The Chartered Institute of Bankers, Ghana (CIB) in collaboration with the Bank of Ghana (BoG) and the Ghana Association of Bankers (GBA) has launched the Ghana Banking Code of Ethics and Business Conduct, to maintain best banking practices to uphold the banking profession.
This Banking Code of Ethics and Business Conduct is in accordance with Section 3 (d) of the Chartered Institute of Bankers Ghana Act, 2019 (Act 991) and reinforces the Institute’s mandate of setting standards and ensuring the observance of ethical standards and professional conduct amongst members of the banking profession in the country.
President of the Chartered Institute of Bankers, Patricia Sappor speaking at the official launch of the Ghana Banking Code of Ethics and Business Conduct, intimated that “the launch of this Code is a timely and relevant milestone in the banking industry as it will serve as the bedrock and a guide to all practitioners to maintain best banking practices and strong commitment to sound ethical and professional standards in the banking industry.
“This will ensure that Chartered Bankers continue to play critical roles in the banking industry and distinguish themselves on account of the significant contributions they make to the profession of banking as it is the only qualification customized to the core practice of banking,” she added.
Patricia Sappor further cautioned employees within the financial sector to adhere to all the rules laid down in the new code and all who fail to conduct their duties fairly, honestly and with integrity will be dealt severely by the law as the entire banking community risks losing confidence amongst customers and the general public.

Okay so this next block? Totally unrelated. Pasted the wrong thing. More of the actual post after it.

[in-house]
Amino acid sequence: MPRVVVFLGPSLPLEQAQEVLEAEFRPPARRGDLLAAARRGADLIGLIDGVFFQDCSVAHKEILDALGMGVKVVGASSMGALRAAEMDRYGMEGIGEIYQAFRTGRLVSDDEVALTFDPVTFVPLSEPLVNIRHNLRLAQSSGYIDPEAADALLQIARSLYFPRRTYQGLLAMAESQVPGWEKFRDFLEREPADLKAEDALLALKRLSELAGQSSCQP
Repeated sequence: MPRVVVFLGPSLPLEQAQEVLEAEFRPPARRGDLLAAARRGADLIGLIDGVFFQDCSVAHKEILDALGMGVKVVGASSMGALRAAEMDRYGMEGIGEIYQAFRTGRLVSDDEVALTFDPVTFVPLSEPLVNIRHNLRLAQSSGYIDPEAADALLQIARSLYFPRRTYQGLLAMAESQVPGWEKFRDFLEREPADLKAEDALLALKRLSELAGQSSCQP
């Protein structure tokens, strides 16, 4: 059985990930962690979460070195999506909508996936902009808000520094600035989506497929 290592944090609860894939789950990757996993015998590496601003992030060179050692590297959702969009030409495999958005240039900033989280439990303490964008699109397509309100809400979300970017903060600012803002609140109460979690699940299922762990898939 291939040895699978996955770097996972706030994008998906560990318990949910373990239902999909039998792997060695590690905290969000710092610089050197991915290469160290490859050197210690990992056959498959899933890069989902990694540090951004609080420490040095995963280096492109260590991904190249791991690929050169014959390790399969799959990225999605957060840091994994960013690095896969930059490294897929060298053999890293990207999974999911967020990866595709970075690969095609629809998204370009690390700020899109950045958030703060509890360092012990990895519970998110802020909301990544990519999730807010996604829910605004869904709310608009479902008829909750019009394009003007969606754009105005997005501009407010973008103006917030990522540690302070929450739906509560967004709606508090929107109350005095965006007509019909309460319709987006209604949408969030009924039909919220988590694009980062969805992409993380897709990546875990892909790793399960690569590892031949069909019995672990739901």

“The Code reinforces provisions made under Sections 18 (2) (d), 24 (1) (a) and the Third Schedule of Act 991. Thus, ensuring that all Financial Institution employees conduct their duties fairly, honestly and with integrity so as to uphold the mutual trust and public confidence bestowed upon them. The effective implementation of the Code will foster high level of integrity, discipline and etiquette in the banks leading to improved confidence amongst customers and the general public,” she remarked.
She further asserted that this forms part of efforts to reduce the number of fraud cases perpetrated by employees within the banking industry.
Recounting on the 2019 Banking Industry Fraud Report released by the Bank of Ghana, she said out of the total number of 2,295 fraud cases reported in 2019, suppression of cash and deposits accounted for the largest portion, that is 77 percent, with staff of the financial institutions being the lead perpetrators of that type of fraud.
The Governor of the Bank of Ghana, Dr. Ernest Addison sharing his thoughts opined that the supervision of banks has been strengthened with systems and structures to identify, assess and proactively mitigate or manage vulnerabilities and threats to stability. Additionally, the financial sector will require constant regulatory and policy attention to mitigate the risks.
The Bank of Ghana is putting greater focus on identifying the early warning signals and initiating prompt corrective action. “The symptoms of a weaker bank are usually poor asset quality, lack of profitability, loss of capital, excessive leverage, excessive risk exposure, poor conduct and liquidity concerns,” Dr. Addison added.
Going further he encouraged banks to be vigilant and upgrade their capabilities, improve governance and risk culture and “we are optimistic that with this approach, we will build a robust, resilient and capable financial sector to support Ghana’s beyond Aid Agenda”.
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